A cigarette-smoking 18-year-old is not often seen as the ideal babysitter for a severely autistic child. But in “Jack of the Red Hearts,” the unlikely pair fulfills each others’ emotional needs.
Jack (AnnaSophia Robb), a high school dropout, needs a job in order to get custody of her younger sister, who is in foster care. Her mother’s last words, “you two take care of each other,” coined “U2TC,” becomes the sisters’ mantra.
Getting a babysitting job by posing as “Donna,” a qualified college grad, Jack doesn’t realize at first that she will be taking care of an autistic child, Glory (Taylor Richardson).
Director Janet Grillo and writer Jennifer Deaton defy the code that an abundance of films presenting autism tend to follow. “Jack of the Red Hearts” is multi-faceted: autism meets foster care meets probation officers. Even a smidgen of romance finds its way into the diverse plotline.
While suspenseful scenes are prominent throughout the film, what holds the movie together are the simple, yet powerful moments. A fourth-grader being praised for scooping up yams with a spoon ordinarily isn’t where the substance of a film lies. Neither are Glory’s lines mid-film “I want potatoes please.”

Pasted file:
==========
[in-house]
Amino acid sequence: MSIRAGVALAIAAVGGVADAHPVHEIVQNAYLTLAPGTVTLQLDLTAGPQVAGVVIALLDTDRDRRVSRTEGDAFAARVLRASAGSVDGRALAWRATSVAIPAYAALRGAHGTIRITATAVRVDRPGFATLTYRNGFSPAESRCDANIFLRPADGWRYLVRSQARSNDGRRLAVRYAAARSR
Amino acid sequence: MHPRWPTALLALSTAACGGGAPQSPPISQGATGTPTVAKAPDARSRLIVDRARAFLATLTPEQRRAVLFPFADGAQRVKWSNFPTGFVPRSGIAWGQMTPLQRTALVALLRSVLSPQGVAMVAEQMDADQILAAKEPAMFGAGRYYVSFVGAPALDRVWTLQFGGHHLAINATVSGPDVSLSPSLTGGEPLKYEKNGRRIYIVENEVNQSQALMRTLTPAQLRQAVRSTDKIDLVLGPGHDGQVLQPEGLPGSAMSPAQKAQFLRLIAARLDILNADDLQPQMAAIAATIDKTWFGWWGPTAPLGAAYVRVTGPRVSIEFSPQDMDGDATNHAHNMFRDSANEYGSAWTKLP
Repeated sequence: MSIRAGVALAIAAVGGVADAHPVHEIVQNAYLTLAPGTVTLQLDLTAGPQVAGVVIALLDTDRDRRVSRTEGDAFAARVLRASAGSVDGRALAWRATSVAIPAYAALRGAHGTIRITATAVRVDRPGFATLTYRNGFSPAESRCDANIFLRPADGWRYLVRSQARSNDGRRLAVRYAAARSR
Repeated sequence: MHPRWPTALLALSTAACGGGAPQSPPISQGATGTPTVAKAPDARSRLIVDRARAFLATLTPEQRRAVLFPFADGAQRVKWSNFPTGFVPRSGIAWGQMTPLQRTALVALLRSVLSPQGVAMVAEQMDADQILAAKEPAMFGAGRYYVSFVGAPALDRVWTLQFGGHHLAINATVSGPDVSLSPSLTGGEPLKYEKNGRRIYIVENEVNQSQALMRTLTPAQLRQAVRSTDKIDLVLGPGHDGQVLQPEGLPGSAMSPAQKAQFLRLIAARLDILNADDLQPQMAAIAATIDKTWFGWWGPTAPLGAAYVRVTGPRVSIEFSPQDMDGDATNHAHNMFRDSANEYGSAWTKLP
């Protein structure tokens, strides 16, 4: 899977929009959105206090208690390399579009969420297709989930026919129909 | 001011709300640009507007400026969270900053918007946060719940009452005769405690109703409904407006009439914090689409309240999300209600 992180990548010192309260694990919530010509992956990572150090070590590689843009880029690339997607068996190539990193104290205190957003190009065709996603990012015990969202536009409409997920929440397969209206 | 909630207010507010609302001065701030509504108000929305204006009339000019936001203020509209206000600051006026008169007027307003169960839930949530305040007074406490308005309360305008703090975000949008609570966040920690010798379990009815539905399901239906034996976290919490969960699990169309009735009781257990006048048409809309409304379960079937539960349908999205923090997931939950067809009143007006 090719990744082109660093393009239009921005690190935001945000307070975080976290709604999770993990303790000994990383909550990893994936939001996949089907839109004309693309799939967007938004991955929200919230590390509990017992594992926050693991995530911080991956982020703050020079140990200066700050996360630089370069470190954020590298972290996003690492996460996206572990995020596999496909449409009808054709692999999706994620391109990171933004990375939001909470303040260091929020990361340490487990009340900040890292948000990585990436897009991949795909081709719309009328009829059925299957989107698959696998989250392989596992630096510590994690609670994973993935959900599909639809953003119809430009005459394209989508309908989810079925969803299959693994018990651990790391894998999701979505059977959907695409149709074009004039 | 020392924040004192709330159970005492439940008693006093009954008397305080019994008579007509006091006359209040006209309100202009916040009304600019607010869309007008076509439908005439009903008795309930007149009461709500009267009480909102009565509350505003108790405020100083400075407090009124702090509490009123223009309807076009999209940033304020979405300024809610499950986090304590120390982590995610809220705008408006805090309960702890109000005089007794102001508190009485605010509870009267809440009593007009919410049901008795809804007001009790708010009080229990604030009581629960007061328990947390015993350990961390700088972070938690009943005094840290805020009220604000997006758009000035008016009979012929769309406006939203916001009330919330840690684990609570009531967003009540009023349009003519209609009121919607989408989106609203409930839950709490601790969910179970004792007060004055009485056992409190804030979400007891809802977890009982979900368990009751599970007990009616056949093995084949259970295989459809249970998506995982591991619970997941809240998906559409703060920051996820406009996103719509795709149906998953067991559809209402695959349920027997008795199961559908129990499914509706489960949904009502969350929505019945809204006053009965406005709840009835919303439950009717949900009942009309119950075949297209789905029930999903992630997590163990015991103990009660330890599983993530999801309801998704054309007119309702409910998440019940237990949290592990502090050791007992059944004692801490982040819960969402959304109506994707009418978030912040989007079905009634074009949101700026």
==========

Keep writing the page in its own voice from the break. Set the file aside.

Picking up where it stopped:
But in “Jack of the Red Hearts,” the situation proves different. It is during these scenes when audiences will most covet the extra pack of tissues they brought with them.
Throughout the film, the troubled Jack ironically becomes the saving grace for so many: Glory, her sister and Glory’s parents’ marriage. The chain of events in “Jack of the Red Hearts” leaves audiences with the hope that with “U2TC” in mind, someone will save Jack, too.
“Jack of the Red Hearts” is as emotional just as it is captivating, providing unadulterated insight into not only autism, but also the essence of family.